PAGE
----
Former congressmen press changes in presidential elections
Chicago Tribune - Feb. 22, 2006
A coalition of former congressmen is launching a campaign to change how Americans select their president by reforming the Electoral College system, saying campaigns for the White House should be reliant on the nationwide popular vote rather than simply the outcome in a handful of swing states.
The bipartisan group plans to announce its proposal Thursday and begin a state-by-state effort to amend the Electoral College so the winner reflects the view of the country instead of an individual state or two with a close vote on Election Day. The plan would seek to eliminate the possibility of a candidate winning the popular vote but losing the election, as happened to former Vice President Al Gore in 2000.
"The time is long past to not play Electoral College roulette every four years," former Sen. Birch Bayh, D-Ind., said in an interview. "It is a throwback to 1887."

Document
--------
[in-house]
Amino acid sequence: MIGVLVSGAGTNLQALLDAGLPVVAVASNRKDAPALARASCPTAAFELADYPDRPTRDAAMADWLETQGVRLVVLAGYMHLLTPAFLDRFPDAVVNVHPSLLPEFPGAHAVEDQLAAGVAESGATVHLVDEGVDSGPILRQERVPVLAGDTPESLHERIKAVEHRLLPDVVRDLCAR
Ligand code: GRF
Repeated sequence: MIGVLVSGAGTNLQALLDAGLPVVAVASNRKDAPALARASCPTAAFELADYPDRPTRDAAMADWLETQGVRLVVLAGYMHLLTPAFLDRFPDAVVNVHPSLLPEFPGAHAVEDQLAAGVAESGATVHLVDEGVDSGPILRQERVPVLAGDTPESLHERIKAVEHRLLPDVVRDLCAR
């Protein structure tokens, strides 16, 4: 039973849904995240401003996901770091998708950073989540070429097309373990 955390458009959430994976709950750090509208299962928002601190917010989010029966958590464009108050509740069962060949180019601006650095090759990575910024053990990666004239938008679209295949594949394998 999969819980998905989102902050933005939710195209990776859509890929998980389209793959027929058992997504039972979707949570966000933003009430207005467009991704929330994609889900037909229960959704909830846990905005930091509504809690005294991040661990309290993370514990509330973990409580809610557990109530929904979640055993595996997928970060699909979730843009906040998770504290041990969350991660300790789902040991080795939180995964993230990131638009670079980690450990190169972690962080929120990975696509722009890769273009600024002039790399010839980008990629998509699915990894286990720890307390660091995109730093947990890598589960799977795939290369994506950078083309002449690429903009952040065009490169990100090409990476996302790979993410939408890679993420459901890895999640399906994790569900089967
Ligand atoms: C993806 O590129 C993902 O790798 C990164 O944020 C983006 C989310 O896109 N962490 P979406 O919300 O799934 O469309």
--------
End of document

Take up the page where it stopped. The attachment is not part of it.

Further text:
The plan, called the Campaign for the National Popular Vote, will be unveiled in Washington by Bayh; former Rep. John Anderson, R-Ill.; and other former members of Congress. The effort begins in Illinois, where legislation has been introduced in the General Assembly, followed by California and other states.
Even supporters, however, concede it's an uphill battle. Democrats may stand to gain more from enacting such reforms, considering candidates could increase their margins in heavily populated urban areas that typically favor their party. The reforms also could lend an advantage to independent candidates.
"The presidency becomes an irrelevant thing to two-thirds of the union," said Anderson, who was a congressman for 20 years and ran for president in 1980 as an independent. "All the people ought to decide, but now most states are tossed on the scrap heap and ignored" because Democratic or Republican candidates consistently win electoral votes in some states, thus effectively disenfranchising voters on the losing side in those states.
Previous attempts to change the Electoral College by amending the Constitution have failed in Congress, so proponents of reform are seeking to change laws through individual state legislatures. The initiative does not seek to abolish the Electoral College, but rather award the electors from each state to the candidate who wins the country's popular vote.
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